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Ruling gives green light for controversial COVID-19 therapy

Administrative judges overrule regulator to authorize hydroxychloroquine.

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Scanning electron microscope image of SARS-CoV-2 (yellow) emerging from the surface of cells (pink) cultured in the lab. Credit: NIAID-Rocky Mountain Laboratories, NIH

Doctors in Italy are once again authorized to prescribe hydroxychloroquine to COVID-19 patients. On 11 December, the Consiglio di Stato, Italy’s highest administrative court, suspended a ban previously imposed by the drug regulator Agenzia Italiana del Farmaco (AIFA), that allowed such use of the drug only for clinical trials.

In Italy, as in most other countries, hydroxychloroquine is only approved for malaria and some auto-immune diseases. In the early phases of the pandemic it attracted interest as a possible antiviral drug against Sars-Cov2. Several clinical trials started, and in April AIFA, in line with the Food and Drug Administration in the United States, granted an emergency authorisation for its off-label use. But in late May, when clinical trials failed to prove the drug’s efficacy, AIFA suspended the authorization for use by physicians, leaving only the possibility to test the drug in clinical trials. The FDA in the USA and the MHRA in the UK have taken similar steps to revoke early authorisations of hydroxychloroquine, and the European Medicines Agency has recommended caution in using the drug, which can have serious side effects.

A group of more than 40 physicians from various Italian regions, who claim that hydroxychloroquine can stop disease progression in early-stage patients, filed a complaint to an administrative court in the Lazio region, asking for the ban to be suspended and to make the drug reimbursable by the National Health Service for Covid-19 patients. They lost, but brought the case to Consiglio di Stato, which hears appeals on administrative rulings. The ban was reversed on 11 December.

“In a way, the ruling reverses the burden of proof, stating that AIFA failed to prove that the drug lacks effectiveness and safety” says Amedeo Santosusso, a former judge and president of the European Centre for Law, Science and New Technologies (ECLT) at the University of Pavia. “The court affirmed that off-label prescriptions can be restricted only when two conditions are met: when such use, based on the scientific knowledge and the experimental evidence, is not effective and not safe”.

In the ruling, the administrative judges stated that the evidence provided by AIFA on both counts was not enough to limit the individual doctors’ decisional autonomy, which Italian laws guarantee. The ruling only refers to the use of the drug in the first days since the outset of symptoms and in low dosage, stating that “it is evident that it has no effect in the late stages of the disease or for its prevention”.

According to Antonio Addis, a pharmacologist at the Epidemiology Department of Regione Lazio and a member of the technical-scientific committee of AIFA, the decision will have little impact on clinical practice. "Physicians have always been free to prescribe those drugs off-label, under their responsibility and without reimbursement" he explained. But, without an official authorisation, doctors prescribing drugs off-labels face a higher risk of legal consequences in case of adverse effects.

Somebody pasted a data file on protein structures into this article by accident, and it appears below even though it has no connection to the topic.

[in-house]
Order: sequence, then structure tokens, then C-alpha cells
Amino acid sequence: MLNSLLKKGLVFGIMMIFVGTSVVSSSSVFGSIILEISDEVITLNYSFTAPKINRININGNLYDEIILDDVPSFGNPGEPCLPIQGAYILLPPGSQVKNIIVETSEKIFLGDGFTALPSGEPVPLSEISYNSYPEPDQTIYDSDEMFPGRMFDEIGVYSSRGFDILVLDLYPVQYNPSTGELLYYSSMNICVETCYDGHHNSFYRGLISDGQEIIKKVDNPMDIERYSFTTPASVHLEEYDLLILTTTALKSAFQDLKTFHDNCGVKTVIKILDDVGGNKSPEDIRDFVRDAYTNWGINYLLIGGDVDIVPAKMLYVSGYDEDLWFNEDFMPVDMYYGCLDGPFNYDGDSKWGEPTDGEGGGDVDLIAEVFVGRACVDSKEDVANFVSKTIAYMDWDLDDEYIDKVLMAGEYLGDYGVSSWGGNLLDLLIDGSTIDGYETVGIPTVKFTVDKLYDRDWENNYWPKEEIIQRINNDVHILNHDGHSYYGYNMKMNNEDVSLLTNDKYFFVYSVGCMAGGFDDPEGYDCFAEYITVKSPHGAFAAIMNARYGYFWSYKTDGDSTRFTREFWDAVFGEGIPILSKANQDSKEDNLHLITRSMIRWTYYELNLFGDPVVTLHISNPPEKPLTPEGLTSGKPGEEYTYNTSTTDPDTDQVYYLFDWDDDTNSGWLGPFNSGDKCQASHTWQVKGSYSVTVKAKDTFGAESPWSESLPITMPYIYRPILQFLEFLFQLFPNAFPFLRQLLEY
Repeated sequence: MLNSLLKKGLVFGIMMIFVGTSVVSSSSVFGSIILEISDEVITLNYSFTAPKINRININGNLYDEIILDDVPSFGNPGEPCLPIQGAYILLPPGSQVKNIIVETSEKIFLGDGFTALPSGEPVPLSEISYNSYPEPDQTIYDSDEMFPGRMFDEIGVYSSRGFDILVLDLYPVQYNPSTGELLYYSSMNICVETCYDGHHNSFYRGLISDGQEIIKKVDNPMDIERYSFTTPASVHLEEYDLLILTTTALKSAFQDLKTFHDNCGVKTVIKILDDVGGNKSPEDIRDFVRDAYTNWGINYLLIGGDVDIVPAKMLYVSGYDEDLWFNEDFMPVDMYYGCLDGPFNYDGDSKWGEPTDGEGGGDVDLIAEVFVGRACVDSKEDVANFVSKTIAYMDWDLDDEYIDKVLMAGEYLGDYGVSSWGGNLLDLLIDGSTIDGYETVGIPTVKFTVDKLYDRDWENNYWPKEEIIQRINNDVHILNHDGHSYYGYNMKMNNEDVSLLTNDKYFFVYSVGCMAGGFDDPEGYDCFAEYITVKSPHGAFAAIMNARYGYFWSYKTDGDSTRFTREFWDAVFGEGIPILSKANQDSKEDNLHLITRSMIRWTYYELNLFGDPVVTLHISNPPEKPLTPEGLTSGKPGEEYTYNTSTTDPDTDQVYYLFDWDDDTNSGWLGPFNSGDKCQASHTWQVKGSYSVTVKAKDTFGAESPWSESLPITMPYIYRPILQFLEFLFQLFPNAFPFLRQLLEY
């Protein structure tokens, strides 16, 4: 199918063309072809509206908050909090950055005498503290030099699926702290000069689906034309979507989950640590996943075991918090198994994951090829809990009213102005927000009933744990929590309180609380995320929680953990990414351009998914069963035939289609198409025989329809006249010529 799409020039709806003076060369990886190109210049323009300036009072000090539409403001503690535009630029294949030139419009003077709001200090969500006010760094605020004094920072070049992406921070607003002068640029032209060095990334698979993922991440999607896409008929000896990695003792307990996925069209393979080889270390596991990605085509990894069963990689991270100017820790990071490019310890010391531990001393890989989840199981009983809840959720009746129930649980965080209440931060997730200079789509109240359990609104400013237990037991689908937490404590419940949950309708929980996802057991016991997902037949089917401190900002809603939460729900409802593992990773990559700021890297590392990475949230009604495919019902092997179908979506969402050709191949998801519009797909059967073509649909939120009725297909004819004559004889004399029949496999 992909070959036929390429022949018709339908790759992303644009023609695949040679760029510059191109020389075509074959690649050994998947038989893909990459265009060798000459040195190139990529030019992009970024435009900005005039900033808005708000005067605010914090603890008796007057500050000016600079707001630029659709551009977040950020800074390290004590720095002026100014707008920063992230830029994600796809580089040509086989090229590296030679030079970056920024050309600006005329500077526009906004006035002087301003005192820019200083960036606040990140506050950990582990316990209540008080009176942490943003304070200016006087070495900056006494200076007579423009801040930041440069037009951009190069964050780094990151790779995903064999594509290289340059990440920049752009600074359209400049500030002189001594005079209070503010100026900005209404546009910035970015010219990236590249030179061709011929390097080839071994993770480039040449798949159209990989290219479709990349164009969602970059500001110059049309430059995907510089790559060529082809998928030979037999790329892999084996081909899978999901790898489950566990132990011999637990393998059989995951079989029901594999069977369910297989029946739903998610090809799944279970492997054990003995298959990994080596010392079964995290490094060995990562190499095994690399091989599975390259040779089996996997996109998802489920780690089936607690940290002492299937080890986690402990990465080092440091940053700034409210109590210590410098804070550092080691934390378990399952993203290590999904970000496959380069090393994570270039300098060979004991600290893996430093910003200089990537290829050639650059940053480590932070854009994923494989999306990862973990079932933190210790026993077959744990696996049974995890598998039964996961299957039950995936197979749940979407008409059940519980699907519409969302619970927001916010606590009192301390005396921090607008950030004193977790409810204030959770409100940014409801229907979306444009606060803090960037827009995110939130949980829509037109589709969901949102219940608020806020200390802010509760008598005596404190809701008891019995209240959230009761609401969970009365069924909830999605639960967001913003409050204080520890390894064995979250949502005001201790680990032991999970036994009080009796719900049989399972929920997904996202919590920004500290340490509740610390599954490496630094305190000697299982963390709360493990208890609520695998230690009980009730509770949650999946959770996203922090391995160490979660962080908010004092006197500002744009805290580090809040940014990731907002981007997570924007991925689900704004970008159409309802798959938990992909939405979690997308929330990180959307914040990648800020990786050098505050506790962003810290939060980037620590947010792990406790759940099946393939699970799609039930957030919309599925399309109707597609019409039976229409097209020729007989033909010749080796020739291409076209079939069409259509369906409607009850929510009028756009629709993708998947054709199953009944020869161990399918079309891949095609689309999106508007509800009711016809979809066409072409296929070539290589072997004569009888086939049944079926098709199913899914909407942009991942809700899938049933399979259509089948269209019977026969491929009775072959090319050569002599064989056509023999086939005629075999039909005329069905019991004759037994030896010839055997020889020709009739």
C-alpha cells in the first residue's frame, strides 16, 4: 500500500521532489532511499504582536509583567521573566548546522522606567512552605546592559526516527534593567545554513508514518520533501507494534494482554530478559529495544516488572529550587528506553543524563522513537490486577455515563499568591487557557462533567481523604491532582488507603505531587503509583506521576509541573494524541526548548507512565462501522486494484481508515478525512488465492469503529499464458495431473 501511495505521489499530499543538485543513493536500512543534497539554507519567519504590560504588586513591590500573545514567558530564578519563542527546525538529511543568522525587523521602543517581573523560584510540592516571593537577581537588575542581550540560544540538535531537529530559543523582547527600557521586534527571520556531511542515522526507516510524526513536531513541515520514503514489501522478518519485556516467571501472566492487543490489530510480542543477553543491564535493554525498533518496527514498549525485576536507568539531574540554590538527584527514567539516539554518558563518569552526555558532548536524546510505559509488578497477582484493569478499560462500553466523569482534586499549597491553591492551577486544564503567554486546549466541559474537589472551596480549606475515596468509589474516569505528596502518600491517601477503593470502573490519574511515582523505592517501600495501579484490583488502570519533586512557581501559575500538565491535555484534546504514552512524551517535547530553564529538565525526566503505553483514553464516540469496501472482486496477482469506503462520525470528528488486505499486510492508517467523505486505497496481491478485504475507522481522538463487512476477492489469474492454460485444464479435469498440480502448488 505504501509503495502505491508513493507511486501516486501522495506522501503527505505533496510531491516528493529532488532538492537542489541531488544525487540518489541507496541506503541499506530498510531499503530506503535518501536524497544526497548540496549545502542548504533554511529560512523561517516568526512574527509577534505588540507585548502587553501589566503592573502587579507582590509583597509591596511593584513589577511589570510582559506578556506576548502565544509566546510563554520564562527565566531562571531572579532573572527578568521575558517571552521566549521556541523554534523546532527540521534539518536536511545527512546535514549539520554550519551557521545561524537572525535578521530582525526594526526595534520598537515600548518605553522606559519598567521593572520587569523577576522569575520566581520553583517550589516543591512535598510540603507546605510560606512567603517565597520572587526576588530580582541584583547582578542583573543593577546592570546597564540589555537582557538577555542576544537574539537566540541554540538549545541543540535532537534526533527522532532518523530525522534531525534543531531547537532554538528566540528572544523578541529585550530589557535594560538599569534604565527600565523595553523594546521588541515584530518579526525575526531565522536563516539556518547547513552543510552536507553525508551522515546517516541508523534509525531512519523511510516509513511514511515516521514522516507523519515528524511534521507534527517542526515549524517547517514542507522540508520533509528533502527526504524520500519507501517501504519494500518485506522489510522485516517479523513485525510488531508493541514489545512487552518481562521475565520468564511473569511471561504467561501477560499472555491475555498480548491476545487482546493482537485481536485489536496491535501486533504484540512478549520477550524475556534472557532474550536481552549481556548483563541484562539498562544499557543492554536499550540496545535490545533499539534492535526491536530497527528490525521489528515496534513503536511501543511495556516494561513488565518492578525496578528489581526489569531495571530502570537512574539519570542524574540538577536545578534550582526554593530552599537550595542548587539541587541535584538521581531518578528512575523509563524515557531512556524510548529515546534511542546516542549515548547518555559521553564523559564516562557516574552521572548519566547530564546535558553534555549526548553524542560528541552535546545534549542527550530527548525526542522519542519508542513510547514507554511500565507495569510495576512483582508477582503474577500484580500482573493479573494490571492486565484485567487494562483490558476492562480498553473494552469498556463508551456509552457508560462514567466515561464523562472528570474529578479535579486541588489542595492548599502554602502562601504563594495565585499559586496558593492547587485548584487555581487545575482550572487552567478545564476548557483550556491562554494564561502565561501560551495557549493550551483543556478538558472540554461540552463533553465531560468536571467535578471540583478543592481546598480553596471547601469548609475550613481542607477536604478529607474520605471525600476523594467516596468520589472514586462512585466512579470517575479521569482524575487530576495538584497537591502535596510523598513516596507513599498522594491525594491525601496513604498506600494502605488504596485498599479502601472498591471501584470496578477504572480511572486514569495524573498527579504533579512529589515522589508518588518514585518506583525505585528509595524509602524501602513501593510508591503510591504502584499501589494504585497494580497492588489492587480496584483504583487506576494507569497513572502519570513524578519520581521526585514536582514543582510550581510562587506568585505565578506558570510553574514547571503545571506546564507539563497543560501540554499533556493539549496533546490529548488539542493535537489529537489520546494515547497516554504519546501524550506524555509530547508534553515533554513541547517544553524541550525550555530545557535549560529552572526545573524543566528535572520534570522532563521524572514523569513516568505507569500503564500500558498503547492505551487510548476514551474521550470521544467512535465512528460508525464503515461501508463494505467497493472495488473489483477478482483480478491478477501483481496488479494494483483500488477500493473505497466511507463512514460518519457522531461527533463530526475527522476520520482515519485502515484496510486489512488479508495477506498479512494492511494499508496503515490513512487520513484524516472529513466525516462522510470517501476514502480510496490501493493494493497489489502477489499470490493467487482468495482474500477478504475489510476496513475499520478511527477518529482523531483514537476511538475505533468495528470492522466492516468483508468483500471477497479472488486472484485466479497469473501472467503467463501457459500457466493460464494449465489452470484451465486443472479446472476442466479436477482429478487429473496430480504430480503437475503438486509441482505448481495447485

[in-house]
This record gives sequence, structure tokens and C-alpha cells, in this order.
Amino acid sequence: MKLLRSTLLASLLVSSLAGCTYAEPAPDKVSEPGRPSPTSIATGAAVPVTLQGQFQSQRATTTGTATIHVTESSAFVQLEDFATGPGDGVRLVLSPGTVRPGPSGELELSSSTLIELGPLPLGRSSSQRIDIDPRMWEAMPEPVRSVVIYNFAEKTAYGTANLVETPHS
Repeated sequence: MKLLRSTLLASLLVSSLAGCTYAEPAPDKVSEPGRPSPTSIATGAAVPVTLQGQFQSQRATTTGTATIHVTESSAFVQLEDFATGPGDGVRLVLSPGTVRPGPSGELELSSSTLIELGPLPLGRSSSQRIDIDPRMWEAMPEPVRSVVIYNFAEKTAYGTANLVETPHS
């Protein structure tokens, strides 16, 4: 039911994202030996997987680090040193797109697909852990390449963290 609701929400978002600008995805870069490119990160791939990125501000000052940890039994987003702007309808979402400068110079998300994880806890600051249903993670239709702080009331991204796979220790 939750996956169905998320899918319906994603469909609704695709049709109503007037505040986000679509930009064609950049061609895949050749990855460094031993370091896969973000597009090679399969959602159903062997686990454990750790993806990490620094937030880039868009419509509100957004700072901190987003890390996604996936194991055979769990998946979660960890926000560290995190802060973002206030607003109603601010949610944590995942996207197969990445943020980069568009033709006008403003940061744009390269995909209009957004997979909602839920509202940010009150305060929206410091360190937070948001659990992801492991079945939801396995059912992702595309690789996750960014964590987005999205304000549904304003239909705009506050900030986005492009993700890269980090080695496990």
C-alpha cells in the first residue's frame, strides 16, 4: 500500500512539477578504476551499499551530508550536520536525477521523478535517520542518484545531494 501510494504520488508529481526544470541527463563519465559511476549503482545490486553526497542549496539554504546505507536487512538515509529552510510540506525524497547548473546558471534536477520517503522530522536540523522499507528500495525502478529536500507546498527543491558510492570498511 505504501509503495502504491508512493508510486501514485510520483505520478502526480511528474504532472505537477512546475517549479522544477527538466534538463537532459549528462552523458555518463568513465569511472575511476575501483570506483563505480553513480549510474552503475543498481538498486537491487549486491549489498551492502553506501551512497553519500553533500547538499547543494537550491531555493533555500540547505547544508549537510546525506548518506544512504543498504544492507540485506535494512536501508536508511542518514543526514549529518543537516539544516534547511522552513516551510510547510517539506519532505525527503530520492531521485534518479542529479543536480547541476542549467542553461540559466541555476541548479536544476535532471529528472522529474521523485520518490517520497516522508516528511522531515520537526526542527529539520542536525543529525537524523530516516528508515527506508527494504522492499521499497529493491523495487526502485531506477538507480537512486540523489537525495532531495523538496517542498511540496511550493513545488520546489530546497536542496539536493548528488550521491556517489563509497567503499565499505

The ruling could further complicate clinical trials to determine the efficacy and safety of hydroxychloroquine for early-stage patients. “Last spring, we had a flood of submissions for new trials, and several were approved,” says Cinzia Caporale, head of the ethics committee of the Spallanzani hospital in Rome, which in March was tasked by the government with evaluating all Covid-related research protocols. None of the approved studies on asymptomatic infections treated with hydroxychloroquine, or the closely related chloroquine, has been completed yet. One never started, and another is struggling with numbers. “We started recruitment at the end of last spring, with the goal of involving 700 patients, but we managed to enroll fewer than 250 so far,” says Giovanni Martinelli, the scientific director of the IRST Cancer Institute in Meldola. “Around 90% of people we contact refuse to take the low-dosage we propose”. Part of the problem, he says, is that many people are already being treated off-label, and have little incentive to join the trials. Another trial at the San Raffaele Hospital in Milan did not even start for similar reasons.

This is not the end of the legal wrangling. “There are two distinct cases, and this decision only affects one, on the urgent suspension of the ban” notes Santosuosso. The other one, on the definitive cancellation of the ban and on the inclusion of hydroxychloroquine in the list of COVID-19 therapies reimbursed by the National Health Service, is yet to be decided.

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